Last year's shouldawontheforeignoscar contender treads excessively familiar ground patiently, biding its time. Malik (breakthrough sensation Tahar Rahim) may be a criminal savant but Jacques Audiard is the alpha dog in this dank dangerous racially charged prison (and outside of it as well). The French auteur's always expressive cinematic voice makes full use of both image and sound. They flicker and pulse as if in whispered conversation, haunting each other with their most awful details. Malik's horrifying character arc from remorseful killer to skilled death-dealer is so gradual that you're as surprised as he when you fully grasp the new criminal ecosystem when exiting this prison.

Toy Story 3 dir. Lee Unkrich
[Disney/Pixar, June 18th]

This latest and hopefully last Toy Story adventure expertly capitalizes on nostalgia for itself. (Please don't make another one Pixar as you'll taint the beautiful full circle affect of this one.) Scene for scene TS3 is maybe both the best comedy and the best tearjerker of the year.  The only reason it's not in the top ten -- shush, I realize it's supposed to be -- is that its deep comforts and emotional potency are inarguably the product of 15 years of other movies and cozy familiarity with the characters. Its considerable charm and four hankie finale is not exactly derived from this movie itself. In other words, it's got an enormous advantage over practically everything else that came out in 2010. It's like when everyone declared the end of Star Wars Episode III: Revenge of the Sith so epic and moving and pretended that the movie didn't suck while it borrowed its emotional affect from the Force being with us for 30 years. The difference here (he quickly adds) is that Toy Story 3 is a marvelous movie in its own right: inventive, hilarious, beautifully staged.

Rabbit Hole dir. John Cameron Mitchell
[Lions Gate, Dec 17th]
This is a refreshingly unhistrionic portrait of grief and those are rare beasts. Its unassuming strengths, and maybe that hushed release in the noisiest of movie seasons, might be the thing(s) preventing it from breaking out. Which, come to think of it, is reflective of Becca herself (a great Nicole Kidman) as she's always getting in her own way. David Lindsay-Abaire's expert screenplay gets so many things about grief right. It understands that those most in need of comfort often push it away, it gets the way righteous anger leaks out as freeform hostility, and it sees that strangers can offer clarity and windows to healing that loved ones, with their messy intimacies, cannot. This might not sound like fun but it's sometimes bracingly funny. Rabbit Hole begins with a shot of Becca opening a bag of soil while she tensely gardens. Mitchell's sensitive direction and the fine cast do the work, but they trust you to notice their eventual flowering.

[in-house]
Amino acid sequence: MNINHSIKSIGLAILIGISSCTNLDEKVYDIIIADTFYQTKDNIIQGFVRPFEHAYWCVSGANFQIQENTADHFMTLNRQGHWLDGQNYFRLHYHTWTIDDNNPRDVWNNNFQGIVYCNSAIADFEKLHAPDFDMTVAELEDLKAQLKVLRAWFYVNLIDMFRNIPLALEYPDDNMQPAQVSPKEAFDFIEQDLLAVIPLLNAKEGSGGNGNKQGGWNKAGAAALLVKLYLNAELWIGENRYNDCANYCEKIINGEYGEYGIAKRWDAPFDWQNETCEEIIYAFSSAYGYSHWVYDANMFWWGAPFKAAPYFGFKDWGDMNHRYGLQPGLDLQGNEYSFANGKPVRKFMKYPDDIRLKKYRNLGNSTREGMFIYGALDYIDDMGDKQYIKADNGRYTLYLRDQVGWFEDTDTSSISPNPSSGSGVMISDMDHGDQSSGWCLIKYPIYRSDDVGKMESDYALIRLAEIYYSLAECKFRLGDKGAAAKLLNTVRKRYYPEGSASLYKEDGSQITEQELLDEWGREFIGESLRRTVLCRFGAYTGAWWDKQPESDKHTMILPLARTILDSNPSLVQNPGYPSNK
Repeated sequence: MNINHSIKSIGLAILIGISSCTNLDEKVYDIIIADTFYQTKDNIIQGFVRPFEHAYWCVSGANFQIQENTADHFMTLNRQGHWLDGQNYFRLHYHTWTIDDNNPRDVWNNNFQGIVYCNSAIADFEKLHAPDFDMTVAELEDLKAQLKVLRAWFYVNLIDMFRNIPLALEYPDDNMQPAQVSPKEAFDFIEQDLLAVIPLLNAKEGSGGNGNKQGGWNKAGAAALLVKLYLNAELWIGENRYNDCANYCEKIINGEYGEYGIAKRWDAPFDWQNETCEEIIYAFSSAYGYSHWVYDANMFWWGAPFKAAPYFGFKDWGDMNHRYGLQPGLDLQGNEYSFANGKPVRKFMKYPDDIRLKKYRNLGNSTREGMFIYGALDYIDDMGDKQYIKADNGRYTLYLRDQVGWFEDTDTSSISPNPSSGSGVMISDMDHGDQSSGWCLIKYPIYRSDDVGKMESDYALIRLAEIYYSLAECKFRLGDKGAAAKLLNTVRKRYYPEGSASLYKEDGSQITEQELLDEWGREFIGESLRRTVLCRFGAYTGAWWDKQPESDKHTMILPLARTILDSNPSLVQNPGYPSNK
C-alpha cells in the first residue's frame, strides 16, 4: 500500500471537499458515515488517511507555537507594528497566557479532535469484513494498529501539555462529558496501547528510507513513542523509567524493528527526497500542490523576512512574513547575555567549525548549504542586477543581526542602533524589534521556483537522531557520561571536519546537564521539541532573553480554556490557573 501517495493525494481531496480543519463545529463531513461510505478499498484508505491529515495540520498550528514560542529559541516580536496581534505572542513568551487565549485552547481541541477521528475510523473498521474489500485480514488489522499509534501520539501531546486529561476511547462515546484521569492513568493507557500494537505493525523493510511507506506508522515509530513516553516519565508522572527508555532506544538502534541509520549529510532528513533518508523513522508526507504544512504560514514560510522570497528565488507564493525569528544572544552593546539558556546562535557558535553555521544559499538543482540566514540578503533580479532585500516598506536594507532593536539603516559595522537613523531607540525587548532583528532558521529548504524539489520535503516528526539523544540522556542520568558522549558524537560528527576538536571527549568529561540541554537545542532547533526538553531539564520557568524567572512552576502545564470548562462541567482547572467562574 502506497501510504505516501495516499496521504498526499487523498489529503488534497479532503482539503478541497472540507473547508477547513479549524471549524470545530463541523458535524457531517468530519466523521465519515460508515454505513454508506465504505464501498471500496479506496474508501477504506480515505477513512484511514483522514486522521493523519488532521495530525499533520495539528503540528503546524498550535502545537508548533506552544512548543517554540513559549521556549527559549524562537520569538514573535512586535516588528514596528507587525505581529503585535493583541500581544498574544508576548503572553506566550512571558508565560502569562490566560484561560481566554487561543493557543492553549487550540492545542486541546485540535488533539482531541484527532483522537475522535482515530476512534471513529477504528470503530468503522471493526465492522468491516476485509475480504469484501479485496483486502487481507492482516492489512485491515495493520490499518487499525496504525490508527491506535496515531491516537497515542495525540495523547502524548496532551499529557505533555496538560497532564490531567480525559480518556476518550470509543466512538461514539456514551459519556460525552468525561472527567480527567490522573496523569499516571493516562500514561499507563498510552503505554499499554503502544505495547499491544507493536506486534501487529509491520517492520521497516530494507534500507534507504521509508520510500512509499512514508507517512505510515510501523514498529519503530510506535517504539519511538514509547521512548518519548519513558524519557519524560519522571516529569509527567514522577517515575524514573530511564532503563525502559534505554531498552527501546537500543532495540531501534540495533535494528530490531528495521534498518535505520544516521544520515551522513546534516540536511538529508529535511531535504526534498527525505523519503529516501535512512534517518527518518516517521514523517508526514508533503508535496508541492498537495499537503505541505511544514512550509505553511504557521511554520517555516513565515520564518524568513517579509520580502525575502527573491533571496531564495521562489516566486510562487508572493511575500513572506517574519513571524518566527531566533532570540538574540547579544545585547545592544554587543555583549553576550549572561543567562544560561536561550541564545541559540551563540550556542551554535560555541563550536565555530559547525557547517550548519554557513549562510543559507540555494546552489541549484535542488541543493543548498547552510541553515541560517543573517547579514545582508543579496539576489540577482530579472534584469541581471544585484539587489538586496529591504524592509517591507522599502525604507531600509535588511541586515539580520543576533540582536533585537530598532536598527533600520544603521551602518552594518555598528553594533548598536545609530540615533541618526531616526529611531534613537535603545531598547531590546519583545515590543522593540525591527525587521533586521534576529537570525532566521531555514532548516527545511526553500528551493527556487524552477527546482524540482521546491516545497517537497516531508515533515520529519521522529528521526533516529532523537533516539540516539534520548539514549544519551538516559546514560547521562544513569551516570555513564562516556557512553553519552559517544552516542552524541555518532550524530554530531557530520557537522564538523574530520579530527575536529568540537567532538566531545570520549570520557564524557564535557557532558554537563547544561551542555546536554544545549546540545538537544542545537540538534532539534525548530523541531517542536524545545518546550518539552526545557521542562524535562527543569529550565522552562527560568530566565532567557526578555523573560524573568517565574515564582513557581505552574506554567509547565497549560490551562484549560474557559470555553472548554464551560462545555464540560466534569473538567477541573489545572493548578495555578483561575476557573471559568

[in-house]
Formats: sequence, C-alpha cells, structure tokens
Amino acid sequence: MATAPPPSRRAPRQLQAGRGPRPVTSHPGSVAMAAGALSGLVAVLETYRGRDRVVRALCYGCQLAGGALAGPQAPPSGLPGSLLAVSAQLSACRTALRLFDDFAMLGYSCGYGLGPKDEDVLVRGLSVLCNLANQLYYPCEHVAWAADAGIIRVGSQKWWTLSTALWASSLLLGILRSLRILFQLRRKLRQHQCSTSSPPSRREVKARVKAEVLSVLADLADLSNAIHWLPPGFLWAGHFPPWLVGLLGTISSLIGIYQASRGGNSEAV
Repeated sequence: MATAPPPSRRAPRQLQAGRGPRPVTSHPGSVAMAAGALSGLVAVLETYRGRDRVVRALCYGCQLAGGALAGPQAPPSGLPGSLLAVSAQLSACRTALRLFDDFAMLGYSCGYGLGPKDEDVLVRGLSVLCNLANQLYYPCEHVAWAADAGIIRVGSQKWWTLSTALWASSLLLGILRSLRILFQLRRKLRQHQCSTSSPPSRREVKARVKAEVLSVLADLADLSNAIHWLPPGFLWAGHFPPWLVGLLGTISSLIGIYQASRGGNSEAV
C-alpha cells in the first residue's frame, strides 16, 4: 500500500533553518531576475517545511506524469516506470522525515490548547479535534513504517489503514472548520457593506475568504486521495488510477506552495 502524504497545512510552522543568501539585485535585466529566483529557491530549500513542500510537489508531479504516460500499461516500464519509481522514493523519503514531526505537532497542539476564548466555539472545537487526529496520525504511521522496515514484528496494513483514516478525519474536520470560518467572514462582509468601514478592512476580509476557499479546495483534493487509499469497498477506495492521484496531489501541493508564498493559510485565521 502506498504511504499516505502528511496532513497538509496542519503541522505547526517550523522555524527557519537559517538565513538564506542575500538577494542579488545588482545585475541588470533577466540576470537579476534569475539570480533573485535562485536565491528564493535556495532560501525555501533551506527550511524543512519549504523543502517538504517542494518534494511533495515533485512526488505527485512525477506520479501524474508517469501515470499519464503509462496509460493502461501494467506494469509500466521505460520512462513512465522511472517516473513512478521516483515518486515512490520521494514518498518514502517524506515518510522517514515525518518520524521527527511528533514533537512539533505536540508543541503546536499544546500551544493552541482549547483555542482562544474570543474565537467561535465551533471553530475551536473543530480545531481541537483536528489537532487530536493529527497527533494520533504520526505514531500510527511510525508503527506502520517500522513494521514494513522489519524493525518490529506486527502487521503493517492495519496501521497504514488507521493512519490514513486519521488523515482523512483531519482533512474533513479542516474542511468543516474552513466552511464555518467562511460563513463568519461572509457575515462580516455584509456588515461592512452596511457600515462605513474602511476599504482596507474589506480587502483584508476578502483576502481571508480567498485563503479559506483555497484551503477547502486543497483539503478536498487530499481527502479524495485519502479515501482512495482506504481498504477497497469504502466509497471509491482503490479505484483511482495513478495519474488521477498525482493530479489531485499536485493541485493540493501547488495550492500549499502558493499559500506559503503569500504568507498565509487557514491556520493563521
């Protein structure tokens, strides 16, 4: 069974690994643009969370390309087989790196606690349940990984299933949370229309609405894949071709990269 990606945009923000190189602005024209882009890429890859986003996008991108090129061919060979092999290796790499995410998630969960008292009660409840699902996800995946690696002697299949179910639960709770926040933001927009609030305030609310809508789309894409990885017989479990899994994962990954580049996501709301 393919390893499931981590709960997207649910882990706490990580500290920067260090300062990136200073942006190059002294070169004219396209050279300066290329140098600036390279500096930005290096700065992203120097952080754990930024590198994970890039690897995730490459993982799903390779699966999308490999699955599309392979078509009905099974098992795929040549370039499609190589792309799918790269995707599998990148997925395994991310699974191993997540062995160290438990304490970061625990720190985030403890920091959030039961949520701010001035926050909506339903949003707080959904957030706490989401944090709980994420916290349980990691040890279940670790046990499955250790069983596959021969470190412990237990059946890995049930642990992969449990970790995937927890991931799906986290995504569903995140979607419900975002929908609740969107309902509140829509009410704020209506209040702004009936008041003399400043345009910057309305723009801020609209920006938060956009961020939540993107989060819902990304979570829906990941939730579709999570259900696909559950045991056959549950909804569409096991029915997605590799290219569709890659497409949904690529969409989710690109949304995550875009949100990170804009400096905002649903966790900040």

Top Ten List 


How To Train Your Dragon
dir. Dean DeBlois and Chris Sanders
[Dreamworks, March 26th]
Here's to happy miracles. When was the last time you saw a movie boy rewarded for using his smarts and intuition and accepting his peaceful nature? When was the last time the hero of an epic was a pacifist rather than a warrior? I won't hold my breath waiting for the answer. (Gandhi?) How to Train Your Dragon figures out how to have it both ways of course (this is mainstream cinema) and like Tangled, it trips on nervous bids at popularity: why do the kids speak with modern American snark while all the adults have Scottish accents? I haven't a clue! But its flight sequences are as magical as Avatar's and Toothless, the dread Night Fury is a brilliantly executed character. This is a personal choice but this movie arrived in my life right when I needed it. Our top tens ought to be a personal, else why make them? Dragon might be the best hug-your-pet movie since Babe (1995); it's not perfect but that'll do.